You never know what to say when you’re up there. Your name is called. There’s a presenter, a certain presenter picked just for you, waiting to hand you the honour, the certificate in this case, the paper of recognition that has your name on it. You walk up and you receive it and then, besides a simple ‘thank you,’ you never know what to say.
This is how it is at these writers’ galas where there are excerpts read and awards given and words spoken and music and laughter and even a lump in your throat when someone says something particularly poignant.
Now, to pat each other on the back for doing what we would do anyway makes me feel a little uneasy and I don’t think I’m the only one who feels this way. A foot needn’t be told how well he’s doing when he takes part in the act of walking, he just keeps taking one step after another because this is what he’s been made to do.
On the other hand, the act of writing does have an unglamorous reality that is carried out in silence and aloneness and often frustration, often with the feeling that you’re walking in the pitch of night, walking and not knowing exactly where you’re going or if it even matters to anyone else. So anything to remind you that you’re not alone can be helpful.
This is how it unfolded not long ago when My Bride and I ran out the front door to attend a certain gala, an evening to see the outcome as some of my newspaper work had been shortlisted. “You mean you don’t even know if you won? Why would you drive all that way if you don’t even know if you’ve won?” my 10-year-old daughter said as we got into the car.
So, when I was called to the front later that evening, this is what came to mind to share. That my ever pragmatic little girl, who is a young writer of sorts herself, would be proud and happy to know that this drive – it wasn’t’ that far, really – wasn’t a total waste of fuel.
But something else happened, as it often does at these events. At the hall entrance there was a quote, not entirely hidden but likely not read by many either, a line by Helen Keller, arguably the 20th century’s most well-known blind person, a champion of many just causes, not the least of which was to find the light in her own day-to-day in darkness.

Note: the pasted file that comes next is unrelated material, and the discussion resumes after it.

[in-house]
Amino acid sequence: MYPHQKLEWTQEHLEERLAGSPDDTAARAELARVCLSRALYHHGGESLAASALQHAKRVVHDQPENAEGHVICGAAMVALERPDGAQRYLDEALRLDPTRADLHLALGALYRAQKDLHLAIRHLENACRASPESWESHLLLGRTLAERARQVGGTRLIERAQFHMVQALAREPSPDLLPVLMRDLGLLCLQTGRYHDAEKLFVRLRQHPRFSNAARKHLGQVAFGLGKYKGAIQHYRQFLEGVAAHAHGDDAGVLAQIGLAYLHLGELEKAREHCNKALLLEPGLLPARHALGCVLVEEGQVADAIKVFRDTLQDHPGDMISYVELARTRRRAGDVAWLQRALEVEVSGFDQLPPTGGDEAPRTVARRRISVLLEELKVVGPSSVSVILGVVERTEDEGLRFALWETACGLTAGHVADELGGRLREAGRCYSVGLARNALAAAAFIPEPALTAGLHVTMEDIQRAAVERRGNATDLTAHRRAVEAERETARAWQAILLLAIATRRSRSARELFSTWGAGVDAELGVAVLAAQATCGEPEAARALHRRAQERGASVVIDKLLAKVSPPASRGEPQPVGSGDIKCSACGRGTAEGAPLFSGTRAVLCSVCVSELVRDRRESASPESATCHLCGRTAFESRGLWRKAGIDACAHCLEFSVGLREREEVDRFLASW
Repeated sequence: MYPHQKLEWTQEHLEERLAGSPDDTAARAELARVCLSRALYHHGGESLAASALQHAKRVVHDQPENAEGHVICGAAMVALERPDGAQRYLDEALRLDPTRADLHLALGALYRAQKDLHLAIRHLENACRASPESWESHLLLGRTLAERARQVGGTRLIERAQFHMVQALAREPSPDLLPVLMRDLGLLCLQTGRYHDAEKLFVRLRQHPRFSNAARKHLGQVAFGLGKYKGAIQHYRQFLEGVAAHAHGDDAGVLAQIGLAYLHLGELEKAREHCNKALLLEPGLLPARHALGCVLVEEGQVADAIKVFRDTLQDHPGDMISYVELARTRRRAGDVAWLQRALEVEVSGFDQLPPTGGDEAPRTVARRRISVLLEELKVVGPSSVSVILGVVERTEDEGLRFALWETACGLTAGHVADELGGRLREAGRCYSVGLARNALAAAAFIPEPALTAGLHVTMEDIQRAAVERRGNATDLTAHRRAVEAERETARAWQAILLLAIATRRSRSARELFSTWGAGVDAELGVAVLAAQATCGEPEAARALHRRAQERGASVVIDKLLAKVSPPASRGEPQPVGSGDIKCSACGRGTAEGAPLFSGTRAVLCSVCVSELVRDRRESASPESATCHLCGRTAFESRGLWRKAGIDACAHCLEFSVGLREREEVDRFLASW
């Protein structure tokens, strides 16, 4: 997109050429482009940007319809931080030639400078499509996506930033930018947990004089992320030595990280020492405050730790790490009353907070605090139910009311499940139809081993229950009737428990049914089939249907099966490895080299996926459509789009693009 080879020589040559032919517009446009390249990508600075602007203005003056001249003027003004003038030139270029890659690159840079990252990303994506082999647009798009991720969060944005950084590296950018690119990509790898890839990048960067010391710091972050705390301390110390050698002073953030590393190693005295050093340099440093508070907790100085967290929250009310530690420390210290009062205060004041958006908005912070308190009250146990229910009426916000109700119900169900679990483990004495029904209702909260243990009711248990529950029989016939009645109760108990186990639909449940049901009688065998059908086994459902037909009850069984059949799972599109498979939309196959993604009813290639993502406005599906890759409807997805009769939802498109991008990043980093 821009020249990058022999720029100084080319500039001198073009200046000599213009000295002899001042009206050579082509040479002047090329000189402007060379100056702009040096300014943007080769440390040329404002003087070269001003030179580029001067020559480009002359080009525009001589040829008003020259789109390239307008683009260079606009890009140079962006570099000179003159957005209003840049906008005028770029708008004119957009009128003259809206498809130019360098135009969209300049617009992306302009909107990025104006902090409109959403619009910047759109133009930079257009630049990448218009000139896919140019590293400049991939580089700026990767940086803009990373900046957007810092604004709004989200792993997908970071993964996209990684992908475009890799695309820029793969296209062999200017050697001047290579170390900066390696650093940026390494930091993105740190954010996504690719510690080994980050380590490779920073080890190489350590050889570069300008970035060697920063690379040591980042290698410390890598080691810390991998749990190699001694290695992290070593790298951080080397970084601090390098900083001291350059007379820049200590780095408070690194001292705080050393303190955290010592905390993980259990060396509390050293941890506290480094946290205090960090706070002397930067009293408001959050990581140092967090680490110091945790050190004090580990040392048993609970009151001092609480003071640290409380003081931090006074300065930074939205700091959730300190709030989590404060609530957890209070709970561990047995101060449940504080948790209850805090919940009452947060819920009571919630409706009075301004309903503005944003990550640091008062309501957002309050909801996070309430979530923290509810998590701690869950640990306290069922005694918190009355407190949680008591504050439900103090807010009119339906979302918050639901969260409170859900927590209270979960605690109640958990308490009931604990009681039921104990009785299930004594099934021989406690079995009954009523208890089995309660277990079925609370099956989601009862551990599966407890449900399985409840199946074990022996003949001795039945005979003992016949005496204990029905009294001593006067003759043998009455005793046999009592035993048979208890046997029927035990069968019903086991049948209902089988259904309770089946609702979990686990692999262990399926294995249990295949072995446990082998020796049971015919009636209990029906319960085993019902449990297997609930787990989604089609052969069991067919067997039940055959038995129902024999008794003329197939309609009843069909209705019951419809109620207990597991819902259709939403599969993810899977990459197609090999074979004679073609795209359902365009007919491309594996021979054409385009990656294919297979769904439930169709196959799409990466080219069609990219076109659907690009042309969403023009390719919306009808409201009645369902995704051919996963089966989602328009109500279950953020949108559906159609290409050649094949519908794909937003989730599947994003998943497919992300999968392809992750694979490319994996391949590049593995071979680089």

“I cannot do everything,” is what she said. “But I can do something. I will not refuse to do the something that I can.”
I read it and then I forgot about it. No, Helen Keller or her words did not come to mind even when I walked to the front and looked at my particular presenter and positioned myself in the right place, held his hand, held the certificate together with him, and looked at the camera for the cheesy photo and wondered if it was all okay. I hoped it was because my presenter, in fact, was blind.
He had been slowly led up to the podium by a woman, his guide, and then down the stairs back to his seat when he and I were finished. It wasn’t until later when I got the chance to say to him that of all the presenters I could have had, I was glad he had been chosen for me, this blind man who, I then learned, makes his living by reading audio books by Braille.
And even then, when I was talking to this blind man, I didn’t think of blind Helen Keller or her words. No, I made no connection at all. It was only later when I had a minute to think, a minute to myself, and when I looked at the words I had copied in my notebook, that it all began to take shape and give meaning.
No, I cannot do everything. None of us can. But I can do something. I can get up and walk. Any of us can.